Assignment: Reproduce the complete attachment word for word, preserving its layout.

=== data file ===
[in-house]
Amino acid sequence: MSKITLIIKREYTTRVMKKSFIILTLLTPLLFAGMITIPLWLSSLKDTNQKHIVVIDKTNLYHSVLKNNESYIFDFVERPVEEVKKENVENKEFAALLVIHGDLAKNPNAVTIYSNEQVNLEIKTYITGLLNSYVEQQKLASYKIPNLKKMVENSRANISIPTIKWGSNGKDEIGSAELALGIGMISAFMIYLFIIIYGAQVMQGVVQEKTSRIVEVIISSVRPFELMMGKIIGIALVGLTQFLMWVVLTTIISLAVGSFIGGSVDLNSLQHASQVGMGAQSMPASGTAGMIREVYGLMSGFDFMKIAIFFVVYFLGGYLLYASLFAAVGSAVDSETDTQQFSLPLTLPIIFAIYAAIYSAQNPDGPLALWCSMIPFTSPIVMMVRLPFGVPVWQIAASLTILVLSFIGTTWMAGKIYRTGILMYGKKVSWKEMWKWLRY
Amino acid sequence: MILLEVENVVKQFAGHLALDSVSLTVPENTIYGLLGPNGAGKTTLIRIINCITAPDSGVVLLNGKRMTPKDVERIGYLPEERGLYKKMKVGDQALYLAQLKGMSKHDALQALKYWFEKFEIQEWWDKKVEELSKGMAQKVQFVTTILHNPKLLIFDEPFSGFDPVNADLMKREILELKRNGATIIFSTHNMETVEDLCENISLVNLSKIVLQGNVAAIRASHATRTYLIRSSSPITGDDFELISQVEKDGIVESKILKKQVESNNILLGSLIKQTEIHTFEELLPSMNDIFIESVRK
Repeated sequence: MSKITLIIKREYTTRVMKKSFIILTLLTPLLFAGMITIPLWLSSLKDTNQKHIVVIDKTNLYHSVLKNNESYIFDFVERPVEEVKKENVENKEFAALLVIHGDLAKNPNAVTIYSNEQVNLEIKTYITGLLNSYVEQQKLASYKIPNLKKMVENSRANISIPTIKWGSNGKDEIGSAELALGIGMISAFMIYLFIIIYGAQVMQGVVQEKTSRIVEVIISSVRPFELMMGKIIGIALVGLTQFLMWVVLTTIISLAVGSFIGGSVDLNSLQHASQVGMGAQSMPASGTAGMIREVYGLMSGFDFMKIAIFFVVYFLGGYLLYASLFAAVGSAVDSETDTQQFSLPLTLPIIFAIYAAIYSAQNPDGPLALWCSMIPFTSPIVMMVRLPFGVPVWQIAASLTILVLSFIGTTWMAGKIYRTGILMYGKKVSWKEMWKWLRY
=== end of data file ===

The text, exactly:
[in-house]
Amino acid sequence: MSKITLIIKREYTTRVMKKSFIILTLLTPLLFAGMITIPLWLSSLKDTNQKHIVVIDKTNLYHSVLKNNESYIFDFVERPVEEVKKENVENKEFAALLVIHGDLAKNPNAVTIYSNEQVNLEIKTYITGLLNSYVEQQKLASYKIPNLKKMVENSRANISIPTIKWGSNGKDEIGSAELALGIGMISAFMIYLFIIIYGAQVMQGVVQEKTSRIVEVIISSVRPFELMMGKIIGIALVGLTQFLMWVVLTTIISLAVGSFIGGSVDLNSLQHASQVGMGAQSMPASGTAGMIREVYGLMSGFDFMKIAIFFVVYFLGGYLLYASLFAAVGSAVDSETDTQQFSLPLTLPIIFAIYAAIYSAQNPDGPLALWCSMIPFTSPIVMMVRLPFGVPVWQIAASLTILVLSFIGTTWMAGKIYRTGILMYGKKVSWKEMWKWLRY
Amino acid sequence: MILLEVENVVKQFAGHLALDSVSLTVPENTIYGLLGPNGAGKTTLIRIINCITAPDSGVVLLNGKRMTPKDVERIGYLPEERGLYKKMKVGDQALYLAQLKGMSKHDALQALKYWFEKFEIQEWWDKKVEELSKGMAQKVQFVTTILHNPKLLIFDEPFSGFDPVNADLMKREILELKRNGATIIFSTHNMETVEDLCENISLVNLSKIVLQGNVAAIRASHATRTYLIRSSSPITGDDFELISQVEKDGIVESKILKKQVESNNILLGSLIKQTEIHTFEELLPSMNDIFIESVRK
Repeated sequence: MSKITLIIKREYTTRVMKKSFIILTLLTPLLFAGMITIPLWLSSLKDTNQKHIVVIDKTNLYHSVLKNNESYIFDFVERPVEEVKKENVENKEFAALLVIHGDLAKNPNAVTIYSNEQVNLEIKTYITGLLNSYVEQQKLASYKIPNLKKMVENSRANISIPTIKWGSNGKDEIGSAELALGIGMISAFMIYLFIIIYGAQVMQGVVQEKTSRIVEVIISSVRPFELMMGKIIGIALVGLTQFLMWVVLTTIISLAVGSFIGGSVDLNSLQHASQVGMGAQSMPASGTAGMIREVYGLMSGFDFMKIAIFFVVYFLGGYLLYASLFAAVGSAVDSETDTQQFSLPLTLPIIFAIYAAIYSAQNPDGPLALWCSMIPFTSPIVMMVRLPFGVPVWQIAASLTILVLSFIGTTWMAGKIYRTGILMYGKKVSWKEMWKWLRY